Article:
Despite winter weather rolling into temporary shutdowns of the Rim Drive, when the weather warmed up the roads and my hope, I’d cruise both directions before concluding my stay. 

I saw all that Crater Lake had to offer and I was bewitched by her beauty, perhaps that’s why they call the main island, Wizard Island. 

I’m glad I packed my optimism too. 

The forecast on eclipse day was cloudy. The landscape was shrouded with old-growth forests which is an indication that cloudy is a default more than a forecast.

I’d known the weather suggestion for a while and despite its gloomy tidings. After hours of debate on the virtue of staying or chasing better weather, I decided I’d rather stay and try to see the eclipse at Crater Lake than travel 9 hours south to a desert armpit with a guaranteed clear sky. 

Darkly I mused, the closest I could get seeing the eclipse could be the shirt I bought in the gift shop.

Success or failure, I bound my fate to Crater Lake.

I’d scoped out the ideal wayside parking days before, so when I arrived moments after dawn, I found a spot quickly as the parking was filling up faster than my doubts. I grabbed my folding chair, put on all my warm gear which turned me into a walking sleeping bag, and sat for two hours before the main event. 

It was worth the wait.

The clouds lingered, yet I could see the moon block out the sun in a magnificent display of darkness and light. 

Despite concerted efforts, photos couldn’t relay what my eyes could easily define.

Then, like most events that draw a party crowd, the moon peaked and receded quickly. Afterwards everyone scattered about trying to go back to their normal, rushed musings. 

Despite the scenic delight there were lessons learned too.

The views commanded breath and attention and there were painful moments. 

This solo trip festered toxic thoughts. During the long drive from Idaho to Oregon on country roads with more miles than people, I created a bucket of worry so heavy I’d cry from fear, worry, and concern.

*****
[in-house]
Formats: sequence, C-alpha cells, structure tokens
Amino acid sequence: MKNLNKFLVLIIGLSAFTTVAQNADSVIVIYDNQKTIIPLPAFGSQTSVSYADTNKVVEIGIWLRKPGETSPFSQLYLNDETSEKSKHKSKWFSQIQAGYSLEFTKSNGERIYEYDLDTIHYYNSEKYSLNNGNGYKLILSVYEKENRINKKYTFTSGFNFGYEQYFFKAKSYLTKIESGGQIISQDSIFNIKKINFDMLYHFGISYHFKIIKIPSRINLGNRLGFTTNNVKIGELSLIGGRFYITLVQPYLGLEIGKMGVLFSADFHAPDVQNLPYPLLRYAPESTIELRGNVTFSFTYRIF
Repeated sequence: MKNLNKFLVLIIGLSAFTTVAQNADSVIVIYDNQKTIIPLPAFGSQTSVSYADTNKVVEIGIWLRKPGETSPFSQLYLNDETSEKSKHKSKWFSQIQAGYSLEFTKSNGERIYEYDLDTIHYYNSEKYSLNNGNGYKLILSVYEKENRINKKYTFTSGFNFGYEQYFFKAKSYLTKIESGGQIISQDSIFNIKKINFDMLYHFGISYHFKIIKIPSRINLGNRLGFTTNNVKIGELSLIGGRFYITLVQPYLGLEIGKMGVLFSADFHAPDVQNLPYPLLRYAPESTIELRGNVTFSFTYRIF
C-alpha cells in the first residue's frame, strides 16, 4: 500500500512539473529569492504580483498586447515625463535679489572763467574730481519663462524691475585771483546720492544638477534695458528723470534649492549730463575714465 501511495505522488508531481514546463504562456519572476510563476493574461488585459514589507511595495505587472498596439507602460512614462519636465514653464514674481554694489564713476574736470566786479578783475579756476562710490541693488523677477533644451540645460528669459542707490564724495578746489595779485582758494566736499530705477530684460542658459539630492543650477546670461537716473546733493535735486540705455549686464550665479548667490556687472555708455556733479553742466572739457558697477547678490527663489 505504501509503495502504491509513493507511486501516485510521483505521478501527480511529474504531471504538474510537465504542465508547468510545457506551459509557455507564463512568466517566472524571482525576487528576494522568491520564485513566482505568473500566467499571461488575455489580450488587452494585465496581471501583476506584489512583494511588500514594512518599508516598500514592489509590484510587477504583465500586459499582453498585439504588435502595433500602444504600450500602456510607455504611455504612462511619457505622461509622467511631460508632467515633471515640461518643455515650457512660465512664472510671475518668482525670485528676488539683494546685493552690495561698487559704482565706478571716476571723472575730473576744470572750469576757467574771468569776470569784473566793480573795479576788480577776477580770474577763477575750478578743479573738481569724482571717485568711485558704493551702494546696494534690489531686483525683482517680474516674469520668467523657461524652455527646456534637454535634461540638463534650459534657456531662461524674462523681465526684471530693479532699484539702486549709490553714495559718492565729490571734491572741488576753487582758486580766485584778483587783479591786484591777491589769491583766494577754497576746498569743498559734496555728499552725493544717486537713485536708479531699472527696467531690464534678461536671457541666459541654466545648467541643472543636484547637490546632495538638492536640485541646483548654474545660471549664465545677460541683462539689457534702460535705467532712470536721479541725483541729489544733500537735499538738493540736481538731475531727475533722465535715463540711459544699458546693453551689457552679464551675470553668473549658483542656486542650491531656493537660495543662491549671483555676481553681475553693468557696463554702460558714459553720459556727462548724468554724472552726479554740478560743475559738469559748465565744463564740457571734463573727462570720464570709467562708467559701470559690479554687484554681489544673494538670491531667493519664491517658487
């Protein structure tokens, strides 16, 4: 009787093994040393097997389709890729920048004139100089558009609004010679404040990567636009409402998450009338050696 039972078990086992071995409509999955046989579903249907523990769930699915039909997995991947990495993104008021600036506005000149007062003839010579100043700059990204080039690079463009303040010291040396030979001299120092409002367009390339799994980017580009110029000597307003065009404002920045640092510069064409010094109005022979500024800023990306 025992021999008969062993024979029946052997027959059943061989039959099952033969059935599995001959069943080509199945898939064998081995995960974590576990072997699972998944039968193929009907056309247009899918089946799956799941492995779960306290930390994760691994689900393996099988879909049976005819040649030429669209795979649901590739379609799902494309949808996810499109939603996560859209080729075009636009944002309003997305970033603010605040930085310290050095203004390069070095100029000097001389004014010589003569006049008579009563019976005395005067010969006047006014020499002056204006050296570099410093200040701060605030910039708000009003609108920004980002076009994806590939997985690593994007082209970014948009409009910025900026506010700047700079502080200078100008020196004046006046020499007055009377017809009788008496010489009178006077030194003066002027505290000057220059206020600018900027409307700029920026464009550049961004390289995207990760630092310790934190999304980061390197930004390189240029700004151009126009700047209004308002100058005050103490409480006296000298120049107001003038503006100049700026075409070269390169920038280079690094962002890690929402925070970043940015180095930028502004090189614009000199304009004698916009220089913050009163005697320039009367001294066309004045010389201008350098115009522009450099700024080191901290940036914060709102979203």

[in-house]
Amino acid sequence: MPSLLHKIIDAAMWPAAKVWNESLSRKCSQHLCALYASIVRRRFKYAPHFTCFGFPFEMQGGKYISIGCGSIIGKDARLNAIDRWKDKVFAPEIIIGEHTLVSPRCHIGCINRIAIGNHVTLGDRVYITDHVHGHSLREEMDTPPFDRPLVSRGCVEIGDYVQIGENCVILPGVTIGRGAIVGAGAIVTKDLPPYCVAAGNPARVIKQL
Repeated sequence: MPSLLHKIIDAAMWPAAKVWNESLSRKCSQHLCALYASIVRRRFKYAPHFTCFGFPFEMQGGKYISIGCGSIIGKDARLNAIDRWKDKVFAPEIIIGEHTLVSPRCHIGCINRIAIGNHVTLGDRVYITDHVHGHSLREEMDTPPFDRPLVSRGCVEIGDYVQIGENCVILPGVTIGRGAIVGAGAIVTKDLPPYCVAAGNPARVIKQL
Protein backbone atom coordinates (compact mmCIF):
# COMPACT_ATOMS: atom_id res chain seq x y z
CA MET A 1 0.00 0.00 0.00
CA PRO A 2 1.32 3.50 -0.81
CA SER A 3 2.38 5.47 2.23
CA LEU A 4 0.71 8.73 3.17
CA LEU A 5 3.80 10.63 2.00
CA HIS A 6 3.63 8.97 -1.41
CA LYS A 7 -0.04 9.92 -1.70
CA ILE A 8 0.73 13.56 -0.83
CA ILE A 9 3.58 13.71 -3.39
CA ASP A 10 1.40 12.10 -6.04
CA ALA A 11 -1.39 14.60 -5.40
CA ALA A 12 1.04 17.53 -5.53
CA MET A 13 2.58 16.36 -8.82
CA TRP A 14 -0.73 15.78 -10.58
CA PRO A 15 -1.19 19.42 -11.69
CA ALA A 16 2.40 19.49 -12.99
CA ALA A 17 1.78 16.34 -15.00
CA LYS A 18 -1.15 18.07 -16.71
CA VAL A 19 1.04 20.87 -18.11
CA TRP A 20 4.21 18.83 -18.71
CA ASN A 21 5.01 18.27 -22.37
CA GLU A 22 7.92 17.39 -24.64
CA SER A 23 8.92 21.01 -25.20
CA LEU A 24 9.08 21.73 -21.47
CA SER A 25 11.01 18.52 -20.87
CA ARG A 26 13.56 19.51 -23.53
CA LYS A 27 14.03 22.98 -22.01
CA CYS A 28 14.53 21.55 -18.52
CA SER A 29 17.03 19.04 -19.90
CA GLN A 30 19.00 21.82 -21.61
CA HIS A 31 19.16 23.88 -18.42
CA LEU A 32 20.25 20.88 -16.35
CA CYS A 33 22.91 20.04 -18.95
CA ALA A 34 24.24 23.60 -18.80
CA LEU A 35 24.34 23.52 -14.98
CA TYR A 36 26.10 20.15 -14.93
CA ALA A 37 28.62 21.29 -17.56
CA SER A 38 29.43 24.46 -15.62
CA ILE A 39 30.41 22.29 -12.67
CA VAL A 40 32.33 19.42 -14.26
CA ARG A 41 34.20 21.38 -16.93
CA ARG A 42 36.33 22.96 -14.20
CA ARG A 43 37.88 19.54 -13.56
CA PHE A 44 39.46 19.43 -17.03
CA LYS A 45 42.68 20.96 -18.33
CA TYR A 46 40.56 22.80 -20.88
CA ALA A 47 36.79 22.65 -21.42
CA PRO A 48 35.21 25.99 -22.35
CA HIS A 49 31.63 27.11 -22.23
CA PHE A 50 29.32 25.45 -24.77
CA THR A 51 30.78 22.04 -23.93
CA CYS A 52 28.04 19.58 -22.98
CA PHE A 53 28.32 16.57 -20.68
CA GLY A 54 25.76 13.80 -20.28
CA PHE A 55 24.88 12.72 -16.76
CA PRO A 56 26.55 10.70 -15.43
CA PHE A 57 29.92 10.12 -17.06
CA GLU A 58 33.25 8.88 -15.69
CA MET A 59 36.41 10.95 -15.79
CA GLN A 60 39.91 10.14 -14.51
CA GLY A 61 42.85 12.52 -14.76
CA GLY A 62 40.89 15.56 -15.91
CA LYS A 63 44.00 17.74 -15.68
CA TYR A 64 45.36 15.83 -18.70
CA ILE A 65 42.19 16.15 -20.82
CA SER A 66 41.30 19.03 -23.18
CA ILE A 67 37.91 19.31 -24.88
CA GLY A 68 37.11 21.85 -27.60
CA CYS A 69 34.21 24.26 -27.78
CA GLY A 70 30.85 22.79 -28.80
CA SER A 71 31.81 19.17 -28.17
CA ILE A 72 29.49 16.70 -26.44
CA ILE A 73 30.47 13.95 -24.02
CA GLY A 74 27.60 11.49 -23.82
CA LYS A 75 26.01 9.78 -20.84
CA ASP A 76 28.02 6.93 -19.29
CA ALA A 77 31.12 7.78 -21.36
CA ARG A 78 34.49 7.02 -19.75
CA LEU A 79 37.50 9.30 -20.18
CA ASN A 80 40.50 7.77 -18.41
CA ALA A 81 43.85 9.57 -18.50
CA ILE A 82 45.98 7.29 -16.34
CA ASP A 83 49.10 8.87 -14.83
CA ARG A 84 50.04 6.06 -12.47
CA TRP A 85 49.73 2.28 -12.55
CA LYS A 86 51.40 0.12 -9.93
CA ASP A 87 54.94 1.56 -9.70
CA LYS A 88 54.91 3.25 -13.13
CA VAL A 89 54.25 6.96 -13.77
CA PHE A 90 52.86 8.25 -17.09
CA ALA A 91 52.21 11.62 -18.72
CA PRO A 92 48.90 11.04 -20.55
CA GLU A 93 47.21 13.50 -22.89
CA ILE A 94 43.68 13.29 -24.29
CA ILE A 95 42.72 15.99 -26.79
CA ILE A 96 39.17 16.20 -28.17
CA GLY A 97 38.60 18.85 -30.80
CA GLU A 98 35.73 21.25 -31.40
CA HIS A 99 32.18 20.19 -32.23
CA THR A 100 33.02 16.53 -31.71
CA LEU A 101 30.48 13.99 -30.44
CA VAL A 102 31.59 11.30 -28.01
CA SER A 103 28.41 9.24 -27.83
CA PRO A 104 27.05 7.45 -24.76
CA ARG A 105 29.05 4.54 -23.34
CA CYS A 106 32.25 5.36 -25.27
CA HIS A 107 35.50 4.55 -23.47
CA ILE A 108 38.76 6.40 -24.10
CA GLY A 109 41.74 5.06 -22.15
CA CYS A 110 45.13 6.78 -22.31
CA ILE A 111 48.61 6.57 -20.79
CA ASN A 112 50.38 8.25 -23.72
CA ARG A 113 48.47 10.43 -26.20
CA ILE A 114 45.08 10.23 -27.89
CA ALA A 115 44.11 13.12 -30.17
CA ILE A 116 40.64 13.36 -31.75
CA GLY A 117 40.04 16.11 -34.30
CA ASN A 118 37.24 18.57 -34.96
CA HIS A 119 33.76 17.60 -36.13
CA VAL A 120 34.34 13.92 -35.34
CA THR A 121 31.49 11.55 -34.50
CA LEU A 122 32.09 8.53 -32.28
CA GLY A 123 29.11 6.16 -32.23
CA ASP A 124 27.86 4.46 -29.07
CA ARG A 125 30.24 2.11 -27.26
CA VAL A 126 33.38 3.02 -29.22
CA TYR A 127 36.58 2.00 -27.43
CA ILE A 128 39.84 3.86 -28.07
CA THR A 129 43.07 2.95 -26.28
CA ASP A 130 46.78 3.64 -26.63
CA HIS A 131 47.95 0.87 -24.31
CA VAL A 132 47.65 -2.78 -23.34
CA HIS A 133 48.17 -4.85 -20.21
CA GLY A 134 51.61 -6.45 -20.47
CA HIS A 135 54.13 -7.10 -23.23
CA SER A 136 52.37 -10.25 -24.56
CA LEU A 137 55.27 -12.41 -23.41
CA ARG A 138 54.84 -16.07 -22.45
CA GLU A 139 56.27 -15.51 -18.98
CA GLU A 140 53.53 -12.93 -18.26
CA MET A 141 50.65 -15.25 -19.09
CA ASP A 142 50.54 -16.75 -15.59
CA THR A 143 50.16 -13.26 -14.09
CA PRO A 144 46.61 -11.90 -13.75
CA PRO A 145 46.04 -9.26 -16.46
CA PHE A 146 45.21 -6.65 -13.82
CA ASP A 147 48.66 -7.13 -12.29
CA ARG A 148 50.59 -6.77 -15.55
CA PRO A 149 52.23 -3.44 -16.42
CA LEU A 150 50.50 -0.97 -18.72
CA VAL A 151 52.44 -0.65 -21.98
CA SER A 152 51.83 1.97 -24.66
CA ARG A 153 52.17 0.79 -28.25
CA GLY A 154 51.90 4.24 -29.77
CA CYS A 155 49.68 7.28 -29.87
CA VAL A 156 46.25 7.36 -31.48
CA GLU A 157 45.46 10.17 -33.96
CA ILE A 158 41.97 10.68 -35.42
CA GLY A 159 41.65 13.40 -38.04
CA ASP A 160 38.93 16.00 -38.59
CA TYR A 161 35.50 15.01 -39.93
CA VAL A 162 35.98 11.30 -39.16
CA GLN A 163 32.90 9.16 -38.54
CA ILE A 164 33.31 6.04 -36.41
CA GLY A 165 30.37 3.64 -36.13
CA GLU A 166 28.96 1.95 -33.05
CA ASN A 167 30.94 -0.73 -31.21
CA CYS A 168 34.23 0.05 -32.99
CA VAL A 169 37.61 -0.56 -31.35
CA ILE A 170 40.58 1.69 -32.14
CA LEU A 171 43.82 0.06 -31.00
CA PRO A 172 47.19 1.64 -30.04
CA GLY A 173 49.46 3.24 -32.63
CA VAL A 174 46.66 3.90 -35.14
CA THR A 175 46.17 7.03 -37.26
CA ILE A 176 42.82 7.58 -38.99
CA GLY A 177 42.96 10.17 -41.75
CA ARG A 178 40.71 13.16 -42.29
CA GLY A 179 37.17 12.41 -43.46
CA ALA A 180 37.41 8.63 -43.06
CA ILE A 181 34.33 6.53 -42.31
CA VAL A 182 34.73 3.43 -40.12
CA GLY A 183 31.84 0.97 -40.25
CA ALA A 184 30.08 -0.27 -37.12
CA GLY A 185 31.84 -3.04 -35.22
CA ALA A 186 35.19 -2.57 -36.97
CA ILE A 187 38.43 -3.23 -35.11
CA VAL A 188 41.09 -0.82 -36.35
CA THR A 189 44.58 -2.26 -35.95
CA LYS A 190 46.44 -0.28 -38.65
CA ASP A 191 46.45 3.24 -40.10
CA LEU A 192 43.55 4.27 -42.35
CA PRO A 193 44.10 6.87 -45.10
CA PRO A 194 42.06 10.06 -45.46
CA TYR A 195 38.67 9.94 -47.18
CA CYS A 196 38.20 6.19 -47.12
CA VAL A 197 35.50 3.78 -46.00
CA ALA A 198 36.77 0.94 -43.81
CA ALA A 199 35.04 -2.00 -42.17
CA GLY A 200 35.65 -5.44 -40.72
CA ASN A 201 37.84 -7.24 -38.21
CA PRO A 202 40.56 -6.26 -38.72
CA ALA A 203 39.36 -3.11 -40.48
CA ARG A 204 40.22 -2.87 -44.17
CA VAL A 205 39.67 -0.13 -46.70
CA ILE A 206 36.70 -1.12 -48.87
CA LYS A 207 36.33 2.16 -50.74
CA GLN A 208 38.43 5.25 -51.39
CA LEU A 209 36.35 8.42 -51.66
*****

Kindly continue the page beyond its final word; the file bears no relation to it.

The biggest fear was breaking down in the desert without service and even less hope as the Hills Have Eyes creatures come to claim their prize.  

I missed Mr. BuLL in a strong, sad, mopey way that I’d cry when he called. 

As I type these statements, these feelings seem so small when compared to the magnitude of calamities that are currently happening overseas, yet at the time, it was my whole world and it sucked enough to cry over. 

Despite the fear, worry, and concern that knotted my mind and stomach, I kept driving. From prior exposure, I knew that the struggle is what makes us strong. 

I wasn’t wrong.

Craters by Car was an adventure because of the triumphs and tribulations.  

As I reflect on Craters by Car, another adventure prompted by my life list, I notice many of my prior experiences had challenges too:

Tough Mudder and Color Run was canceled and rescheduled,

I had to go through an ice storm to get to the meditation retreat and a migraine settled in while I was there, and

I got sick on the Northern Lights trip in Iceland because the lady behind our seats was Typhoid Mary. 

Memories that burn beautiful images despite having a harsh crash with reality. 

Time erodes challenging moments and instead of remembering the edges of pain and worry, it’s the happy tales from friendships crafted, loved landscapes, and struggles seared into success.